‘Failure to disclose alleged crime links’ could lead to class action against The Star

‘Failure to disclose alleged crime links’ could lead to class action against The Star

24 October 2021 By Jerome Doraisamy
Rebecca Jancauskas

Shine Lawyers is encouraging investors in the Star Entertainment Group to register their interest in a potential class action against the company after it “failed to inform the market of money laundering, organised crime and fraud allegations”.

Rebecca Jancauskas (pictured), who is the class actions practice leader at plaintiff firm Shine Lawyers, said that the firm is currently investigating whether or not Star Entertainment Group engaged in misleading and deceptive conduct, breached its continuous disclosure obligations, and conducted its business in conflict with the interest of shareholders.

Earlier in October, Nine Entertainment reported that the Star Entertainment Group was warned in 2018 that its efforts to prevent money laundering, terrorism finance and corruption in its casinos were “inadequate”.

Multinational professional services firm KPMG also published a report, outlining that the company had no documented risk assessment process for Chinese high-roller tour groups, that it understated the risk of money-laundering among gamblers, and that it did not consider terrorism financing as required by the Anti-Money Laundering and Counter Terrorism Financing Act 2006.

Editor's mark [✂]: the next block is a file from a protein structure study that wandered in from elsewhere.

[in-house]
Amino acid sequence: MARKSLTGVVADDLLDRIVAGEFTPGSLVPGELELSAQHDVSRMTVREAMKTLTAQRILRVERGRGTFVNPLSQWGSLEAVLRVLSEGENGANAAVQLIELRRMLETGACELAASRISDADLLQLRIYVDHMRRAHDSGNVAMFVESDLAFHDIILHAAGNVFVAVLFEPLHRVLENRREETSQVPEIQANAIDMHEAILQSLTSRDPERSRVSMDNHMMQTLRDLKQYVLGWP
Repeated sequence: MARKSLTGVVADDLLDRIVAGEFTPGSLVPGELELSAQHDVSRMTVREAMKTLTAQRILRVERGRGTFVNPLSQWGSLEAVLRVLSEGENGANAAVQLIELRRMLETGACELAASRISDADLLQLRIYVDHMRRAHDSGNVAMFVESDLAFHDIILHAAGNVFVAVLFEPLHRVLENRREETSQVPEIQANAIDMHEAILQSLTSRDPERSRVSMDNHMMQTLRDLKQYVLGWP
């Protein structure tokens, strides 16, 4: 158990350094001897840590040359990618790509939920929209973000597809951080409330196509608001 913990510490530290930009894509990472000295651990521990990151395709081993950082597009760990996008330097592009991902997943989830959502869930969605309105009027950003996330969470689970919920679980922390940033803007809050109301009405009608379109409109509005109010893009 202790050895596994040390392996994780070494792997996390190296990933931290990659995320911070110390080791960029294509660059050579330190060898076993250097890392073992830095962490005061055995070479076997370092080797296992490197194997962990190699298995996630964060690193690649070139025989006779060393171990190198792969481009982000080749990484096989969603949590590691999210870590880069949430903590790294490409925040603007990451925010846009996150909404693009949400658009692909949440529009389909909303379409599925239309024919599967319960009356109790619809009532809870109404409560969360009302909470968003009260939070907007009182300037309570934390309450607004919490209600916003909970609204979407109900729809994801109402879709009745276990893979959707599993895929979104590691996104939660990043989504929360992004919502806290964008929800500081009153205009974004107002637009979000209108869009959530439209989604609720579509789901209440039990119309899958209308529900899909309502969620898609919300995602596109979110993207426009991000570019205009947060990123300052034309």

Advertisement
Advertisement

The report, Shine noted, had not been disclosed to the ASX.

After the reports from Nine Entertainment, the share price for Star Entertainment Group (ASX: SGR) fell by 23 per cent, which wiped “an estimated $1 billion” off the company’s market value.

“This explosive report by KPMG should have been immediately disclosed to the market given the seriousness of the allegations against the Star Entertainment Group,” Ms Jancauskas argued.  

“The company’s alleged attempts to cover up this scandal blew up in its face, and investors deserve to be compensated for the financial loss they have suffered.”

The company “has had years to clean up its act”, Ms Jancauskas continued.

SPONSORED CONTENT

“[It] says it has implemented the recommendations of the KPMG report, but police in New South Wales recently alleged a suspected drug-trafficker was until this year laundering money through its Sydney casino,” she submitted.  

“Star casino’s high roller gaming manager is also reported to have maintained a relationship with accused corporate criminal Michael Gu, who allegedly punted millions of dollars at the venue between 2018 and 2020.

“The Star Entertainment Group’s reputation as a supposed cleanskin of the gambling industry is in tatters, and I suspect shareholders will be horrified by the evidence revealed at what looks likely to be a public inquiry in New South Wales,” Ms Jancauskas noted.

Elsewhere, Queensland Attorney-General Shannon Fentiman recently announced that allegations concerning the company’s casinos in Brisbane and the Gold Coast are being investigated by the state’s Office of Liquor and Gaming Regulation, the police, and AUSTRAC.

‘Failure to disclose alleged crime links’ could lead to class action against The Star
Intro image
lawyersweekly logo